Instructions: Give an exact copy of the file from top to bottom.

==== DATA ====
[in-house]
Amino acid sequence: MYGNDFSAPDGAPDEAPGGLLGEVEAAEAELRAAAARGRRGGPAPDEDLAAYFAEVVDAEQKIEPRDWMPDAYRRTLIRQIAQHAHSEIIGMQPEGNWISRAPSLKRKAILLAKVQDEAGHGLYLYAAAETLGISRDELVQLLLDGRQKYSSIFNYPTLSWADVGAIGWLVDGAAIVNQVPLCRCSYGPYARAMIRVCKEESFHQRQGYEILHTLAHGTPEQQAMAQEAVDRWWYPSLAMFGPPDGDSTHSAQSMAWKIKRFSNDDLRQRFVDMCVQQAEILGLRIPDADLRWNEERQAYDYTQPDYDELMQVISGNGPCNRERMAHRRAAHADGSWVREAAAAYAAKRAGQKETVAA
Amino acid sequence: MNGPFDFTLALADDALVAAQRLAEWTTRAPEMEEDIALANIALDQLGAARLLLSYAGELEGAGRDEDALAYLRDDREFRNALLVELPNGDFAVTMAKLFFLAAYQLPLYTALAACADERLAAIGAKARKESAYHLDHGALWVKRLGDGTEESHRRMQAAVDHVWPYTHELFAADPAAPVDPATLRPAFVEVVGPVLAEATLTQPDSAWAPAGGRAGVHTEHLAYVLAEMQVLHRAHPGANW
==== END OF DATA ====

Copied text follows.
[in-house]
Amino acid sequence: MYGNDFSAPDGAPDEAPGGLLGEVEAAEAELRAAAARGRRGGPAPDEDLAAYFAEVVDAEQKIEPRDWMPDAYRRTLIRQIAQHAHSEIIGMQPEGNWISRAPSLKRKAILLAKVQDEAGHGLYLYAAAETLGISRDELVQLLLDGRQKYSSIFNYPTLSWADVGAIGWLVDGAAIVNQVPLCRCSYGPYARAMIRVCKEESFHQRQGYEILHTLAHGTPEQQAMAQEAVDRWWYPSLAMFGPPDGDSTHSAQSMAWKIKRFSNDDLRQRFVDMCVQQAEILGLRIPDADLRWNEERQAYDYTQPDYDELMQVISGNGPCNRERMAHRRAAHADGSWVREAAAAYAAKRAGQKETVAA
Amino acid sequence: MNGPFDFTLALADDALVAAQRLAEWTTRAPEMEEDIALANIALDQLGAARLLLSYAGELEGAGRDEDALAYLRDDREFRNALLVELPNGDFAVTMAKLFFLAAYQLPLYTALAACADERLAAIGAKARKESAYHLDHGALWVKRLGDGTEESHRRMQAAVDHVWPYTHELFAADPAAPVDPATLRPAFVEVVGPVLAEATLTQPDSAWAPAGGRAGVHTEHLAYVLAEMQVLHRAHPGANW